The role of faith in an ailing nation (Part 1)

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One wonders whether civilisations that exist on the planet earth, or the orderings of thoughts by which peoples live in their customs and traditions would have come about without the influence of their faiths. Faith here refers to what people believe and the codified precepts to which they return when they are uncertain, go astray or become hurtful to one another when facing challenges of the vicissitudes of life. History shows that the greatest of crusades were motivated or inspired by some intrinsic faiths that drove leaders to do what they did.
To be sure, the struggles we know about by influential leaders such as Mahatma Gandhi, Martin Luther King and the like sprang from the fountains of their convictions that life was meant to be enjoyed by all, and that society was ordered in ways that were inconsistent with the will of the Almighty – the creator to whom we all return. In the absence of such faith, powerful men and women invented their own version of the supernatural, such as the Chinese and Indian faiths or the influences of Karl Marx who in turn believed and proselytised through his seminal communist ideological writings that religion as it was known and practised was the opium by which the exploitative capitalist system tranquilised the powerless workers to suffer on earth as their rewards were awaiting them up in heaven.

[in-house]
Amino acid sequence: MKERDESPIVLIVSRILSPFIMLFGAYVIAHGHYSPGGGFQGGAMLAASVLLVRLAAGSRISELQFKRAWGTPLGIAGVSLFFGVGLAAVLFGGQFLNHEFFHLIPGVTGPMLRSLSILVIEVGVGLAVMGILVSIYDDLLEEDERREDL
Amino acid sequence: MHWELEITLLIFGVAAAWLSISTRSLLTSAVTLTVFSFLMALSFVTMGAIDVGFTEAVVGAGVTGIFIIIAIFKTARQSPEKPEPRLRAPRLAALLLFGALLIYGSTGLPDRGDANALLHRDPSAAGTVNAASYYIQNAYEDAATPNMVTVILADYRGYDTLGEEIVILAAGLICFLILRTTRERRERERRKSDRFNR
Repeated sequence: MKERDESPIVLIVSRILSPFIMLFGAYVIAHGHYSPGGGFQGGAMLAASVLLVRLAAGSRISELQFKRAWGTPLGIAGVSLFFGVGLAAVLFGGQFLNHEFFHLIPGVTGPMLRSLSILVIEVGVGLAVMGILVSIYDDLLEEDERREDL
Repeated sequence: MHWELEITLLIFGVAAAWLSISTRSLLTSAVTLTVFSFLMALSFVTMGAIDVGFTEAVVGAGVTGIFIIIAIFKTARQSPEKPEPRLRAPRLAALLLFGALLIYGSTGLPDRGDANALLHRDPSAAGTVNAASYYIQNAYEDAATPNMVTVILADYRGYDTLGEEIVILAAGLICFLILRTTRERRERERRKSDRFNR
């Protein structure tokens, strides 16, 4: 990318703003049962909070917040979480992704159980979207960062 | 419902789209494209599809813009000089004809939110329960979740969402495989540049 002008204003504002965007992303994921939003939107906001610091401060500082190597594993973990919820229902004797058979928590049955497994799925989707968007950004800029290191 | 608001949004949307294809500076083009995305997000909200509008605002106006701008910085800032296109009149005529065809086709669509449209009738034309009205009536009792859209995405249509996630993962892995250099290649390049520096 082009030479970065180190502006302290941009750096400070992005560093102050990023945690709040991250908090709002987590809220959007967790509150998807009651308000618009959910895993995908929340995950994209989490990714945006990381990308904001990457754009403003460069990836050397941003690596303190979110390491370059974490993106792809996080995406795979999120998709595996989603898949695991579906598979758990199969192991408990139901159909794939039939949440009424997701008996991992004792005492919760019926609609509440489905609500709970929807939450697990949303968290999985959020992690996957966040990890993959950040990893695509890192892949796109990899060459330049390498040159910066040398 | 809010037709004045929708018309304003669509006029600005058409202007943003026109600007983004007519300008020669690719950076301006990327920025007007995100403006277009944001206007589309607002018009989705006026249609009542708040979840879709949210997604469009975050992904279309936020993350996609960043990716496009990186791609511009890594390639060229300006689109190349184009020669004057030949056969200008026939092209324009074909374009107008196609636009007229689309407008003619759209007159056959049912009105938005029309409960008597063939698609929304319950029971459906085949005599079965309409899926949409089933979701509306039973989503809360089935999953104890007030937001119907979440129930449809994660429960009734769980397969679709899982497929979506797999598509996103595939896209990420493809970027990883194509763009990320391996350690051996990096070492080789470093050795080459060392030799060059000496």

In the studies of political science, there are histories of how the spiritual fervours of people influenced their political economies for better or for worse. On the positive side, Gandhi would appeal to his angry Hindu followers to consider a Muslim child as an equal and to raise such a child as Muslim in their Hindu home. Martin Luther King would spend his energy on convincing friend and foe that injustice anywhere was a threat to peace everywhere.
It is often said that the evolution of the powerful German economy was the result of the Protestant Ethic. It is thus no surprise that the greatest number of African-American leaders of the civil rights movement were from the clergy, and Steve Biko’s first essay towards the Black Consciousness Movement was on Theology. Further, it is no coincidence that the crop of strong Afrikan leaders – Kwame Nkrumah, Julius Nyerere, Patrice Lumumba, Houphouet Boigny, Leopold Senghor, King Moshoeshoe, Gregoire Kayibanda, Thomas Sankara and Robert Mugabe were raised in strong Catholic principles.
Others such as Albert Luthuli, Eduardo Mondlane, Jomo Kenyatta, Kenneth Kaunda and Nelson Mandela were moulded in Methodist and Presbyterian traditions. It can therefore be argued that without the strong orientations they received about human relationships, they would not have been what they became. There can be no true democracy without democrats. There would not be Christianity without the twelve men who dwelt and communed with Jesus of Nazareth for three years and those they influenced, such as Paul of Tarsus, who codified the Christian doctrine through his letters to various communities.